A quick and easy camping appetizer, Elote–grilled Mexican street corn–is a great way to make the most out of your campfire.
It’s pretty obvious what you should do with a campfire after dinner (make s’mores or banana boats!), however, it’s not quite as clear what – if anything – can be done with the campfire before you start cooking dinner.
Stare at it? Poke it with a stick? Comment on the quality of the wood? All excellent suggestions. We do love ourselves a good fire poking session.
But after we’ve gotten that out of our system, another good idea is to make campfire appetizers. There a lot of great pre-dinner snacks that can be made over the flames of a new fire.
And one of our favorites is Mexican street corn, or traditionally known as Elote.
“Grilled corn? That sounds like a side to me,” you might be saying to yourself. That’s true, if you just plan on spreading butter on it, this would be a pretty boring appetizer. But elote is so much more. Elote is all about the toppings. Which is why it’s such a great pre-dinner campfire activity.
Traditionally served as street food in Mexico, typical elote toppings include mayonnaise, crema, crumbled Cojita cheese, salt, chili powder, and lime juice.
For the elote featured here, we mixed chili powder, salt, and mayo into a spicy spread. We then topped our corn with crumbled Cojita cheese and chopped cilantro.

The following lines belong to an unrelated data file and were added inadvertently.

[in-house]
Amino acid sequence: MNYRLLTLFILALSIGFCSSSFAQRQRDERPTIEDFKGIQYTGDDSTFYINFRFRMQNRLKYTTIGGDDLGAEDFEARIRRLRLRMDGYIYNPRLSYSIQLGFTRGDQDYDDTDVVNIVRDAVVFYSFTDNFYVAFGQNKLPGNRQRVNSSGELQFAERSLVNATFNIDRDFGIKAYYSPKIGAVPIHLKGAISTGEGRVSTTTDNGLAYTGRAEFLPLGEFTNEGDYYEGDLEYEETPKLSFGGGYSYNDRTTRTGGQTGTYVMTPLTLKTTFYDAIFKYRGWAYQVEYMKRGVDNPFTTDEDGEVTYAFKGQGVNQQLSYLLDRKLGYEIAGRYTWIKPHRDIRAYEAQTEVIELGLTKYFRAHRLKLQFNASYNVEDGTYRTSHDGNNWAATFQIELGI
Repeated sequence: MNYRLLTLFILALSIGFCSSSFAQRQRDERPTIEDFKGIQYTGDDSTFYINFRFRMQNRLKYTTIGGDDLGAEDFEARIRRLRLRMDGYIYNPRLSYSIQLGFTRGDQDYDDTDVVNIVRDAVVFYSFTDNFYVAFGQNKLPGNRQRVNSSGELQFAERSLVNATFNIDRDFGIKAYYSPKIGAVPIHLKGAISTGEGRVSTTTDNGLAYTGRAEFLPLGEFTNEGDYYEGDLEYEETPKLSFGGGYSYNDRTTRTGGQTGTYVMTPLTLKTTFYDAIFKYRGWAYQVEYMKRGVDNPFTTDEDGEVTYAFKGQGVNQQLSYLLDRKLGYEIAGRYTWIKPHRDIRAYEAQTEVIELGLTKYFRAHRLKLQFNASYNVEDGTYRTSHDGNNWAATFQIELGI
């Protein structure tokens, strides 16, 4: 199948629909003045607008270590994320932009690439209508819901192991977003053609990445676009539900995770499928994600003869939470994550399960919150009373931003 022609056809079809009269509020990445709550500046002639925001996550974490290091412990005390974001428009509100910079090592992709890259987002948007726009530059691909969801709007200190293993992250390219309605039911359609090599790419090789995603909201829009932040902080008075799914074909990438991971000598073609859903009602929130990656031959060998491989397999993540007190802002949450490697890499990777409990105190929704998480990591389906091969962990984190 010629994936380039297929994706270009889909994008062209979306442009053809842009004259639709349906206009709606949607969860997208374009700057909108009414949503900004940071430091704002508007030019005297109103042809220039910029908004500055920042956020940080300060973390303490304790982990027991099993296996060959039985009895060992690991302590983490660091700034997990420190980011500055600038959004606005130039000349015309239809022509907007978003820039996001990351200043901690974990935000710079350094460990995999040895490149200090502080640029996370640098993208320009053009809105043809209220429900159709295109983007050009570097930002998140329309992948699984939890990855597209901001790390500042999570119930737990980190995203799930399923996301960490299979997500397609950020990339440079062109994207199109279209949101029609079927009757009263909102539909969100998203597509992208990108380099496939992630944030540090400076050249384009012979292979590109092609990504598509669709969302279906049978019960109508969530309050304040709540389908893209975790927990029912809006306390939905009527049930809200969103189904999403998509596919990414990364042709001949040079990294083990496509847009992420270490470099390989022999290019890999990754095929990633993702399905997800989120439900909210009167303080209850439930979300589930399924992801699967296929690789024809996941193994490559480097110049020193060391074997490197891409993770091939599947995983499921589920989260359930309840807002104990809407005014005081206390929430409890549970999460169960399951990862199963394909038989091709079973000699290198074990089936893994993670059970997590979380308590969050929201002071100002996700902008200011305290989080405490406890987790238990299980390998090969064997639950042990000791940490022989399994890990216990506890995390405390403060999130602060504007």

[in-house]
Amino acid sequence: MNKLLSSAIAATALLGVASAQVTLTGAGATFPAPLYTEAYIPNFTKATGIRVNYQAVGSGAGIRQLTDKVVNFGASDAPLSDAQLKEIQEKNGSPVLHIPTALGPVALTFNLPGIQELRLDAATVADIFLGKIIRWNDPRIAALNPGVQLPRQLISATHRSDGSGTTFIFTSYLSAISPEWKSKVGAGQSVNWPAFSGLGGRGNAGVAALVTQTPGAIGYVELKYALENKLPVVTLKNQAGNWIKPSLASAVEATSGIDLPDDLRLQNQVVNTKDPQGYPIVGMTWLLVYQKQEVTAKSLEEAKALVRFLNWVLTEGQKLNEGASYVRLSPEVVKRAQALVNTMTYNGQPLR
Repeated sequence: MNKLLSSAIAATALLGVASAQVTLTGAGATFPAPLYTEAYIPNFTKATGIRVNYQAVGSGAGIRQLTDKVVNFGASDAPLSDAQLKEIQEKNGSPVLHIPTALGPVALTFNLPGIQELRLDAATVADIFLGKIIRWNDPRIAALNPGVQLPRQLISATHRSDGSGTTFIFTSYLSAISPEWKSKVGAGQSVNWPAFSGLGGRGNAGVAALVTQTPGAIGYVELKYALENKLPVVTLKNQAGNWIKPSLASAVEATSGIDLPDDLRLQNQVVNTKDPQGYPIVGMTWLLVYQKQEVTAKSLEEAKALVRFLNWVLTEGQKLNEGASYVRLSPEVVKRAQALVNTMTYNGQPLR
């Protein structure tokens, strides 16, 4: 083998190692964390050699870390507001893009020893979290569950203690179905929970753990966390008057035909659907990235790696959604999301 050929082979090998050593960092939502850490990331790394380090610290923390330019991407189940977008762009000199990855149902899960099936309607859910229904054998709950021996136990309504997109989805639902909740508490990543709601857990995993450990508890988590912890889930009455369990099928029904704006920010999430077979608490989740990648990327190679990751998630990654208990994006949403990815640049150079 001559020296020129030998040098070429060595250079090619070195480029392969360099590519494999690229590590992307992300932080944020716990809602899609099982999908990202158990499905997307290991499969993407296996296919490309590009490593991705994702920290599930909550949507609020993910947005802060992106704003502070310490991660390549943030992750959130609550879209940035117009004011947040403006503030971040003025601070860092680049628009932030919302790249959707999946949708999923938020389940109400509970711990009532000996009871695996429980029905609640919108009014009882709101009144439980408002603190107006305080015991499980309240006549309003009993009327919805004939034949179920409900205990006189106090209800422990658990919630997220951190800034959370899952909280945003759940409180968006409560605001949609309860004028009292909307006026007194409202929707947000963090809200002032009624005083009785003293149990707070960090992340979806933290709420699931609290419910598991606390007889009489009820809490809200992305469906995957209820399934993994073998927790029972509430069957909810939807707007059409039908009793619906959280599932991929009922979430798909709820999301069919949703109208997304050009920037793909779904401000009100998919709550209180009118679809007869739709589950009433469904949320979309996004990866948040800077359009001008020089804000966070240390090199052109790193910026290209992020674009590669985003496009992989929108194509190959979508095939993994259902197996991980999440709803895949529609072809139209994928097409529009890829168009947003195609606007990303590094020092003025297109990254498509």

It’s a simple appetizer to make and a great pre-dinner activity. Maybe you want a late afternoon snack? Maybe you want to give your kids something to do so they stop throwing rocks at the fire? Either way, elote is a great option.
More campfire recipes
- Shrimp Boil Foil Packets
- Cilantro & Lime Grilled Chicken Tacos
- Campfire Grilled Fish Tacos
- Fire Roasted Salsa Fresca
- 4 ears corn
- 1/2 cup mayo
- juice of 1/2 lime
- 1 teaspoon chili powder
- 1/2 teaspoon salt
- 1/2 cup Cojita, crumbled
- handful of cilantro, chopped
- Prep the corn by peeling the husks back (without detaching them from the bottom) and remove all of the silk. Replace the husks.
- Place the corn on a grate over your campfire. Grill, turning frequently until the corn is charred in places and cooked through, 10-15 minutes. Remove from the grill and allow to cool a bit so they are safe to handle. Remove and discard the husks.
- Combine the mayo, lime juice, chili powder, and salt in a small bowl. Slather evenly all over the corn. Sprinkle the Cojita and cilantro over the top.
- Serve & enjoy!